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Eastern Africa coastal forest programme – regional workshop report, Nairobi, February 4-7 2002
Younge, A. (2002). Eastern Africa coastal forest programme – regional workshop report, Nairobi, February 4-7 2002. WWF-EARPO: Nairobi. 123 pp.

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    East Africa
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    coastal forests

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  • Younge, A.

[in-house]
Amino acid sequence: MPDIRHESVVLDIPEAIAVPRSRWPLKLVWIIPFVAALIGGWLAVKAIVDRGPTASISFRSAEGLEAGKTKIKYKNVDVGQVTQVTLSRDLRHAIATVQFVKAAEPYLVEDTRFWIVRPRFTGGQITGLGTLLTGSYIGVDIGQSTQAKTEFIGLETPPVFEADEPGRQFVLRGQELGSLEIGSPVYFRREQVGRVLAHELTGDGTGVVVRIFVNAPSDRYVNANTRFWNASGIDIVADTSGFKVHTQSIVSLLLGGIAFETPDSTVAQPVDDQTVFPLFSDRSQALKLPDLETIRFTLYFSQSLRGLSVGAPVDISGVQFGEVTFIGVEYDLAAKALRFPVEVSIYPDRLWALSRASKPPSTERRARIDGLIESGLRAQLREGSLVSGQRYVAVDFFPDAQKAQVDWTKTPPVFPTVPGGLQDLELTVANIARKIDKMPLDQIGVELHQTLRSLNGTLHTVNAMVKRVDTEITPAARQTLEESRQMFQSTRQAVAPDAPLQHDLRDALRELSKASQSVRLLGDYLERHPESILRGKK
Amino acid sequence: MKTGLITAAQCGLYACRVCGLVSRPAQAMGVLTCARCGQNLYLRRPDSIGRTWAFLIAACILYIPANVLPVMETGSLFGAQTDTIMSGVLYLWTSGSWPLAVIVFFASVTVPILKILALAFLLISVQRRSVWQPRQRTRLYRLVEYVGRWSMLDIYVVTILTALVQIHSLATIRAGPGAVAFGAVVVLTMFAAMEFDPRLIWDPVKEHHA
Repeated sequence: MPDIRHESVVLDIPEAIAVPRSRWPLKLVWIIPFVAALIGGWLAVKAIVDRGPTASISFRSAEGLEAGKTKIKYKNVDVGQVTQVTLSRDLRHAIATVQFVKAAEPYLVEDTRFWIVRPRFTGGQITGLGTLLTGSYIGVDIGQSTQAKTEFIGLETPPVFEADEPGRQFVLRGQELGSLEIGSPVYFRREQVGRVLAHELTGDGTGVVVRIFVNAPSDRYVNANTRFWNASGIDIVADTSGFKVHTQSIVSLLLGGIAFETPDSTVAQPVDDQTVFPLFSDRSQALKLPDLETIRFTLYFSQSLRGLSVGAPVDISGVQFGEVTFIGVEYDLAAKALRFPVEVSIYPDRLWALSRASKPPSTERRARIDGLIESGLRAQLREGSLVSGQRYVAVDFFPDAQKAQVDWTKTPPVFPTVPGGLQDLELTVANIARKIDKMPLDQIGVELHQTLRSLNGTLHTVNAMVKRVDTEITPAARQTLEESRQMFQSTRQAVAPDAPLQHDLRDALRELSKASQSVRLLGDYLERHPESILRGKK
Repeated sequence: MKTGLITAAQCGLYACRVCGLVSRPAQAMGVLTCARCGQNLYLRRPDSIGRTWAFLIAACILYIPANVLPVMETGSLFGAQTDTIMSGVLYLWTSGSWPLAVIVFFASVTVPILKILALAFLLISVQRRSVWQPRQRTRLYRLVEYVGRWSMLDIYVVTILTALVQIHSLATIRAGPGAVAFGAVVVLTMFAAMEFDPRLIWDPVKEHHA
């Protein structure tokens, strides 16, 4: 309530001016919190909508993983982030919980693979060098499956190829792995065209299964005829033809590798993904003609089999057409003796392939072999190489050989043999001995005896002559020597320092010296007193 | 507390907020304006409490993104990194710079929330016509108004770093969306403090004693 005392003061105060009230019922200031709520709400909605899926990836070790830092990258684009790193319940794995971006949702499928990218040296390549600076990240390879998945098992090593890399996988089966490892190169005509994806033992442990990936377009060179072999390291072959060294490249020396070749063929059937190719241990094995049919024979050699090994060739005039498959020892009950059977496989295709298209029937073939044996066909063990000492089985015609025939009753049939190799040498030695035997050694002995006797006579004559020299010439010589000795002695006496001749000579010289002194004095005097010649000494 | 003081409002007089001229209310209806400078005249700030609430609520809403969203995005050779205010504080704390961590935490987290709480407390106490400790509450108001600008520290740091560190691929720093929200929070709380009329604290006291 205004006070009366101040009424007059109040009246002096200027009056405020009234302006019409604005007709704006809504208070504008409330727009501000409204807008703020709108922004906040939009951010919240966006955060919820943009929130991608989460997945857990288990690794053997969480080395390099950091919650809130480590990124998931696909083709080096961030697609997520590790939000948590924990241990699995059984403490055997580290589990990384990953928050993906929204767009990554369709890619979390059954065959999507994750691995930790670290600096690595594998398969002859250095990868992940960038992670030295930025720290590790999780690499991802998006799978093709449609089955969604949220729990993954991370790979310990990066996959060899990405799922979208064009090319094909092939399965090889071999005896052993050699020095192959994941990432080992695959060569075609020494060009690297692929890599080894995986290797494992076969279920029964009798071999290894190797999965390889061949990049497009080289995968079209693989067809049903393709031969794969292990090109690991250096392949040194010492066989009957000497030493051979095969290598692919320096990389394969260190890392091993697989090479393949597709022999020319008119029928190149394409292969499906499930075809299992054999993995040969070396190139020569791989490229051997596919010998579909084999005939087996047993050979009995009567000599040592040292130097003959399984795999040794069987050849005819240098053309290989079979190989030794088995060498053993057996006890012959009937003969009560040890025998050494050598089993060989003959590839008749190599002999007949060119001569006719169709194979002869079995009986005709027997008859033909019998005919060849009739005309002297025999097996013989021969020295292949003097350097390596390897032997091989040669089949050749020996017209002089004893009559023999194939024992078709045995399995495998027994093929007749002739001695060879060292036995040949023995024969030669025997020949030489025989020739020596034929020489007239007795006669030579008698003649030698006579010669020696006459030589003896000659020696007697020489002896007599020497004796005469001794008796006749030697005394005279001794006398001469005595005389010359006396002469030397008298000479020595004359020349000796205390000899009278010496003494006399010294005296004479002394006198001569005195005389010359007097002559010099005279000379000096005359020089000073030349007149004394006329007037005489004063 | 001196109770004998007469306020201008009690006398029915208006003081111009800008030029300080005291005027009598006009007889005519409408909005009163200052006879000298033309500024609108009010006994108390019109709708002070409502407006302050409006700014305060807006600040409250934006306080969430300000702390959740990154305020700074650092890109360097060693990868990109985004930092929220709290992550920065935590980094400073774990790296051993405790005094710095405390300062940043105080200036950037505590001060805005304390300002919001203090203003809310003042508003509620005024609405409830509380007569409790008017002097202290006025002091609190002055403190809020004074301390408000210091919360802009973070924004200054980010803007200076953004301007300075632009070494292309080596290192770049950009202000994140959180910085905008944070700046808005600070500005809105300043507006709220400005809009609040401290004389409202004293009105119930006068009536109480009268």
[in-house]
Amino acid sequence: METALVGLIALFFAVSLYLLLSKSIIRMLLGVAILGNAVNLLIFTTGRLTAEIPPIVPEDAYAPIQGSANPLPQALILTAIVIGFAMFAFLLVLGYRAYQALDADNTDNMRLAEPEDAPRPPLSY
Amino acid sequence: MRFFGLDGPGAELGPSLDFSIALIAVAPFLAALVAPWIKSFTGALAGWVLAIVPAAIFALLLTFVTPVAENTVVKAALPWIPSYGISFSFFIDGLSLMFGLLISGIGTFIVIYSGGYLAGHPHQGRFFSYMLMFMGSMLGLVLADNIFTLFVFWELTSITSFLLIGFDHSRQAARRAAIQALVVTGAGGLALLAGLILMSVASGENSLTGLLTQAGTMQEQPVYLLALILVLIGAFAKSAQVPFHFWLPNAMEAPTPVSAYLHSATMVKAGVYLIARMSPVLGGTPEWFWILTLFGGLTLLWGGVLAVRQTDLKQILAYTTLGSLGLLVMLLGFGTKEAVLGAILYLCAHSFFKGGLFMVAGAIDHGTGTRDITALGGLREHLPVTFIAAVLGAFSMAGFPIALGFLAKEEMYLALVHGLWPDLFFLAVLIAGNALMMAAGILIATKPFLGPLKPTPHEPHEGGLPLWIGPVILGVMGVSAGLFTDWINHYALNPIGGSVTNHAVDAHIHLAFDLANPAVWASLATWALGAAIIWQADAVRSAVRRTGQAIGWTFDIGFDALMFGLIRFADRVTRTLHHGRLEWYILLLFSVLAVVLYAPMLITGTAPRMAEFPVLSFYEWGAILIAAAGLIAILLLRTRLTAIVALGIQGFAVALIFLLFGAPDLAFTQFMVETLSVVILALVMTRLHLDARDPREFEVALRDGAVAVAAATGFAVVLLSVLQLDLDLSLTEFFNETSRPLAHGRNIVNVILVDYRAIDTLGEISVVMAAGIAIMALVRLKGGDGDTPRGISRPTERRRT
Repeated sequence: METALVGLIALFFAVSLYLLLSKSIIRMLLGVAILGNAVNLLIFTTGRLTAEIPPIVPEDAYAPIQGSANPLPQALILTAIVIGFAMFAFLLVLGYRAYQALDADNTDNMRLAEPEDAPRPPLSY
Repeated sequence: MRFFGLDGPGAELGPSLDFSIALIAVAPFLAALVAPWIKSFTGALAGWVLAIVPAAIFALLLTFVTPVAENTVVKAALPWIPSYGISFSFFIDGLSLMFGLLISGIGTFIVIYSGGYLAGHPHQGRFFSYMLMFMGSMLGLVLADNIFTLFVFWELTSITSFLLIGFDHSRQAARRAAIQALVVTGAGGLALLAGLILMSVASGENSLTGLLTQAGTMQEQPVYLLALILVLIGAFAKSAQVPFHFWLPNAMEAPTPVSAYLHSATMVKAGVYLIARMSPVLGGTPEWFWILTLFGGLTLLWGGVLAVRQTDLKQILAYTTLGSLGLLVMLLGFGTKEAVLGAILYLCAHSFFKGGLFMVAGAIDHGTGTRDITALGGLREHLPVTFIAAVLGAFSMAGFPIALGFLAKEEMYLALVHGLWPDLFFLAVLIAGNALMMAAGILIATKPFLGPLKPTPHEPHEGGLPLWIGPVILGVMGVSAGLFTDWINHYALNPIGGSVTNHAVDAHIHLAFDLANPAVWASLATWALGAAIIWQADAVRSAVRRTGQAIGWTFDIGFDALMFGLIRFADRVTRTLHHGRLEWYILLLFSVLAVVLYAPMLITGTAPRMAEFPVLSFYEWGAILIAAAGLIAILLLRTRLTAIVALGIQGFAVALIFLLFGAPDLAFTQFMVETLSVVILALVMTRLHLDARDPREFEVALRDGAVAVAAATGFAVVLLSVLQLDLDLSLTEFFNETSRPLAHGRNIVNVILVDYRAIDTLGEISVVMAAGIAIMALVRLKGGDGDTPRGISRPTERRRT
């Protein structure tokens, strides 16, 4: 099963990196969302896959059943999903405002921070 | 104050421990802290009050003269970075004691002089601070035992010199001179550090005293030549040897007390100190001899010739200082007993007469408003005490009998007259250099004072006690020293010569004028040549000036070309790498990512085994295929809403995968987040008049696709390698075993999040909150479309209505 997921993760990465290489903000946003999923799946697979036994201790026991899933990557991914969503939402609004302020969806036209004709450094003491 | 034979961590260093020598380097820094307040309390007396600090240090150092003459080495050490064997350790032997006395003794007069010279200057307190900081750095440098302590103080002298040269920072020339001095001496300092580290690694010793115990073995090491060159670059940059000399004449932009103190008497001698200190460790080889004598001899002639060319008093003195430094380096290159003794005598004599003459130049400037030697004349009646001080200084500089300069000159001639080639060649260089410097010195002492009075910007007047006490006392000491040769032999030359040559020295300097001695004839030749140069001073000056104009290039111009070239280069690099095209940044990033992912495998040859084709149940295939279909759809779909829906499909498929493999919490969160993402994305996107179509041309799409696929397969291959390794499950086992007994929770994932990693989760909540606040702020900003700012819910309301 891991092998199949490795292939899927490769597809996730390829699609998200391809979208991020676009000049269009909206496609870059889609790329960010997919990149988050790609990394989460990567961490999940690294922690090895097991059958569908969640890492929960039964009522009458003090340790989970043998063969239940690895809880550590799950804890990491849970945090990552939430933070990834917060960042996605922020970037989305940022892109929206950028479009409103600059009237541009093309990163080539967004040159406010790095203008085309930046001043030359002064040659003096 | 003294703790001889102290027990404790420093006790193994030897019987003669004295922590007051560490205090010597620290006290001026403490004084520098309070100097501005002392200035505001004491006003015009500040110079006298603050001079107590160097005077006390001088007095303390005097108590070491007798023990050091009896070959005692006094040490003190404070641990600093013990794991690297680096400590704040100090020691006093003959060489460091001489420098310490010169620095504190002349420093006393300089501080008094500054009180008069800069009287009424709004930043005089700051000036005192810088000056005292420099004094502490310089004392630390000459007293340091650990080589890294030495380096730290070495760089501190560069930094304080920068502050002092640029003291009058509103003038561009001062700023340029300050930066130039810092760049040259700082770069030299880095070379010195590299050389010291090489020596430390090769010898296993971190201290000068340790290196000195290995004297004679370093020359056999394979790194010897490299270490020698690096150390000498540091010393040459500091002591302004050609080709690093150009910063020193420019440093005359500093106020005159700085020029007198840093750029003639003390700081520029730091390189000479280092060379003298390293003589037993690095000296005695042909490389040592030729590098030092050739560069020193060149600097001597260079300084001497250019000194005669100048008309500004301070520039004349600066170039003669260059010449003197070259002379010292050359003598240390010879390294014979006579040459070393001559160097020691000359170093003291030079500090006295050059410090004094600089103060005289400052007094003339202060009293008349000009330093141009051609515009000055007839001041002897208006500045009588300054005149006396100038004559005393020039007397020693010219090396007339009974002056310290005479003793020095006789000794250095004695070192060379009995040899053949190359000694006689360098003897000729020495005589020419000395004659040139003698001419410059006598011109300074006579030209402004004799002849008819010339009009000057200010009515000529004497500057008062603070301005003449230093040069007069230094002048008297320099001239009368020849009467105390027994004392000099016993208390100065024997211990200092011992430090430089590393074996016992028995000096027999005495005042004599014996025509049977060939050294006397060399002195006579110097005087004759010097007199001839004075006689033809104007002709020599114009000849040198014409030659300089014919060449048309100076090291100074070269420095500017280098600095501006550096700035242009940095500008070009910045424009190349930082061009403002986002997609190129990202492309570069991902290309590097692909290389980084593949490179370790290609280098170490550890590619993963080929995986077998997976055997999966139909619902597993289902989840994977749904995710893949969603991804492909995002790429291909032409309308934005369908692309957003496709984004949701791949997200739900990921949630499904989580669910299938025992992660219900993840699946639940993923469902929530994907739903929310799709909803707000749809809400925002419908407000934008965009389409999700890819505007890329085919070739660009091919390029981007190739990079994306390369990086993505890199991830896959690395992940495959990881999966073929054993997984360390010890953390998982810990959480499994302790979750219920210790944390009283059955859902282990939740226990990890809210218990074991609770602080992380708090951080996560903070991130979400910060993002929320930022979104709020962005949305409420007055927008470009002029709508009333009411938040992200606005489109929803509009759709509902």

The World Wide Fund for Nature (WWF) has singled out the Eastern African Coastal forest for conservation because of its richness in biodiversity, because it is one of Africa’s centres of endemism, and due to the intense threats to the survival of forest habitats in the area. Threats to the Eastern African Coastal Forests are and continue to be linked to conversion to farmland, fragmentation, settlement, changes in land-use patterns and lack of effective and integrated policies, coupled with inadequate / ineffective management structures. Current forest destruction trends are impacting on a wide range of terrestrial and marine resources in the three countries covered under the programme. For example, the sustainable production potentials and the services they provide to the local livelihoods continue to decline. WWF’s commitment to addressing these threats is manifested by its past and current projects in Kenya (Kaya forest project in collaboration with NMK and most recently with the Ford Foundation), Tanzania (Lowland Coastal Forest Project) and in Mozambique (Bazzaruto National Park). Two major lessons have been learned from these projects. First, conservation interventions require active support from political institutions, local communities and forest management authorities. Secondly, coastal forest conservation and sustainable management problems require an integrated approach involving partnership building between local and central government, private sector and donors institutions through short and long-term landscape level approaches. In order to address these issues effectively, it was felt that conservation of the Eastern African Coastal Forests should happen within a coherent framework, developed with partners and stakeholders. Short-term approaches would aim at addressing sustainable management and conservation issues through scaled-up project activities in to a programme. Long-term approaches would aim at addressing socio-economic problems impacting on rural livelihoods and biodiversity, national and trans-boundary policy issues and mechanisms for a sustainable financing system. In order to initiate the regional partnership-based coastal forest programme, WWF Eastern African Regional Programme Office (WWF-EARPO) held a workshop with stakeholders from Kenya, Mozambique and Tanzania in February 2002. This report contains the findings of that workshop.

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